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Research Publications/Chronology


Prepared by
Emma L. Hickerson
September 2009


($ amounts represent approximate shiptime value)

M/V EAGLE RAY ($3,500)
OCTOBER 10, 2008

A diver using an underwater scooter passes over a large, overturned boulder of brain coral.

Captain Darrell Walker scooters over a toppled brain coral, Colpophyllia natans, during the post-hurricane cruise. Photo: Hickerson/FGBNMS

Click here to see a detailed Post Ike Reef Assessment summary with photographs.

M/V SPREE ($20,000)
November 3-7, 2008

Long-term photographic data was collected by contractor PBS&J at the coral caps of East and West Flower Garden Banks. The Seabird water quality instruments were also downloaded and redeployed at all three banks.  G.P. Schmahl and Emma Hickerson participated in this cruise.

Sea conditions were highly variable, with visibility ranging from 35-150 feet at East Flower Garden Bank (EFGB), around 30 feet at WFGB (WFGB), and around 20 feet at Stetson Bank (SB).  Water temperature ranged from 74-77F.  Seas were calm for the first two days of the cruise, deteriorating to 4-7' seas for the last two days.

This was the first visit to Stetson Bank since the passage of Hurricane Ike on September 12, 2008. Significant impacts were observed and photographed. 

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R/V MANTA ($5,000)
November 19-20, 2008

A second cruise was conducted to continue to assess the impacts of Hurricane Ike at the FGBNMS.  Steve Gittings, Emma Hickerson, Jenn DeBose, Tracy Hamburger, and Marissa Nuttall joined the crew of the R/V Manta and headed out on the afternoon of November 19, 2008. 

Dives were conducted on November 20th at East and West Flower Garden Bank.  Visibility was around 60 feet and water temperature was 75F.  Seas were flat, and no current was encountered.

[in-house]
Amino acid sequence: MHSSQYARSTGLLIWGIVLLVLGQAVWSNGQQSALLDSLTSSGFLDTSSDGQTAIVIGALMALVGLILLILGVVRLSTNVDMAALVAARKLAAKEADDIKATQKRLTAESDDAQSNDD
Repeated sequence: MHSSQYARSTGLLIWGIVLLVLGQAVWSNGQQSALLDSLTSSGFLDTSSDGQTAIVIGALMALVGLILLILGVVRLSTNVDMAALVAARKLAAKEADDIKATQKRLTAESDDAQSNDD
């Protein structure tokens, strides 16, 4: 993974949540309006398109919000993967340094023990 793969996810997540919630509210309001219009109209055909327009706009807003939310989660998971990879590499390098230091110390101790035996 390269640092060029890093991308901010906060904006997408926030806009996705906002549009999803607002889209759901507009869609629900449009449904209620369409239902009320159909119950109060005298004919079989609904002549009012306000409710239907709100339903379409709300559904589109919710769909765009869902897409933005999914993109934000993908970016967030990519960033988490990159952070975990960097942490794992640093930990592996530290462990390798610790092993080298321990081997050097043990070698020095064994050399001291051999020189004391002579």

Transects documenting damage were conducted from buoys at both banks.  A survey was conducted on the north side of WFGB to determine the condition of the Madracis fields. They appear to be intact, with very little damage sustained, unlike the flattened fields at EFGB. 

The newly installed u-bolt at EFGB#2 is now, unfortunately, on the bottom side of a very large upturned coral colony.  Other sightings of note were a loggerhead sea turtle on the surface at WFGB, and a spotted eagle ray at EFGB.  A rotary camera was retrieved from EFGB for TAMU-CC researchers, Ian MacDonald and Doug Weaver.  

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R/V MANTA ($5,000)
January 21-23, 2009

Emma Hickerson, Jenn DeBose, Tracy Hamburger, Marissa Nuttall, and PBS&J biologist Jeremy Marshall joined the crew of the R/V Manta on a quick trip out. The objective of the cruise was to download the Seabird water quality instruments and the acoustic receivers.  This was accomplished at EFGB and WFGB, but not at Stetson Bank. 

Only EFGB buoys #2 and #6 were in place, and #5 was marked by a Norwegian buoy.  At WFGB, only buoy #2 was in place.  Two buoys were seen at Stetson Bank. 

Water temperature was 68F and seas were 1-2 feet during dive operations on January 22nd.  Visibility was approximately 70 feet at EFGB and 30 feet at WFGB.  Seas picked up to 6 feet during the early morning hours on January 23rd, and forced us to head into Galveston before getting the instruments downloaded at Stetson Bank. 

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R/V MANTA ($15,000)
March 17-19, 2009

The FGBNMS research team (DeBose, Hickerson, Schmahl, Nuttall, Hamburger) was joined by five TAMUG AAUS divers to conduct an assessment to determine the effects of Hurricane Ike on the benthic habitat at Stetson Bank. 

Conditions were decent for winter at Stetson, with 2-4 foot seas, 40 foot visibility, and water temperature of 66F.  Buoys #1 and #5 were in place. Twenty-five long-term monitoring stations were located and photographed, however, there appear to be many stations missing.  

Large schools of Spanish mackerel, king mackerel, cero, and wahoo were observed.  Other sightings included a pod of bottlenose dolphins on the surface, a loggerhead sea turtle on the surface, hammerhead sharks, a sandbar shark, and fields of sailfin blennies.  The acoustic receiver and Seabird water quality instrument were both downloaded.

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R/V MANTA ($25,000)
May 11-13, 2009

Two men stand next to a remotely operated vehicle resting on the back deck of a ship. A large coil of red cable sits alongside. Gulf of Mexico waters are visible in the background

Phanton S2 ROV on the back deck of the R/V Manta, ready for deployment. Photo: Hickerson/FGBNMS